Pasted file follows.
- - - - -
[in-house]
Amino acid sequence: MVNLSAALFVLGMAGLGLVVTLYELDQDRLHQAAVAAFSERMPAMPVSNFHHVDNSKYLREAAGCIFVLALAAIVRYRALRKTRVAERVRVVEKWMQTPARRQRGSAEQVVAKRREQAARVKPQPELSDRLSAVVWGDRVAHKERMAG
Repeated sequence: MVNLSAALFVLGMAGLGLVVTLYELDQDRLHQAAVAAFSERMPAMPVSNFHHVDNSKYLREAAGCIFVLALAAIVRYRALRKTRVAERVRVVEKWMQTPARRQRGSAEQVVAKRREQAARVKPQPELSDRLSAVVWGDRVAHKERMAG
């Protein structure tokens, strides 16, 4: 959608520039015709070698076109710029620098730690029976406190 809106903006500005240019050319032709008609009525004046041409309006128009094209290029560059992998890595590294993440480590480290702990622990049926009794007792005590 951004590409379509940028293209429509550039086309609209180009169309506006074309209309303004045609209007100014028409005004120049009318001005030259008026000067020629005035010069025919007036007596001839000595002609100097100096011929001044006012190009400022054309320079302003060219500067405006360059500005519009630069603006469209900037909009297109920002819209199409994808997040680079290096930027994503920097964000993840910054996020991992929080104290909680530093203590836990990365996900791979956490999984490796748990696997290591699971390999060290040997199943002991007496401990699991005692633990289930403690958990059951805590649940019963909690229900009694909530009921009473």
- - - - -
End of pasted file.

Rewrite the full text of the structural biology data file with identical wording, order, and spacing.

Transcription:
[in-house]
Amino acid sequence: MVNLSAALFVLGMAGLGLVVTLYELDQDRLHQAAVAAFSERMPAMPVSNFHHVDNSKYLREAAGCIFVLALAAIVRYRALRKTRVAERVRVVEKWMQTPARRQRGSAEQVVAKRREQAARVKPQPELSDRLSAVVWGDRVAHKERMAG
Repeated sequence: MVNLSAALFVLGMAGLGLVVTLYELDQDRLHQAAVAAFSERMPAMPVSNFHHVDNSKYLREAAGCIFVLALAAIVRYRALRKTRVAERVRVVEKWMQTPARRQRGSAEQVVAKRREQAARVKPQPELSDRLSAVVWGDRVAHKERMAG
């Protein structure tokens, strides 16, 4: 959608520039015709070698076109710029620098730690029976406190 809106903006500005240019050319032709008609009525004046041409309006128009094209290029560059992998890595590294993440480590480290702990622990049926009794007792005590 951004590409379509940028293209429509550039086309609209180009169309506006074309209309303004045609209007100014028409005004120049009318001005030259008026000067020629005035010069025919007036007596001839000595002609100097100096011929001044006012190009400022054309320079302003060219500067405006360059500005519009630069603006469209900037909009297109920002819209199409994808997040680079290096930027994503920097964000993840910054996020991992929080104290909680530093203590836990990365996900791979956490999984490796748990696997290591699971390999060290040997199943002991007496401990699991005692633990289930403690958990059951805590649940019963909690229900009694909530009921009473």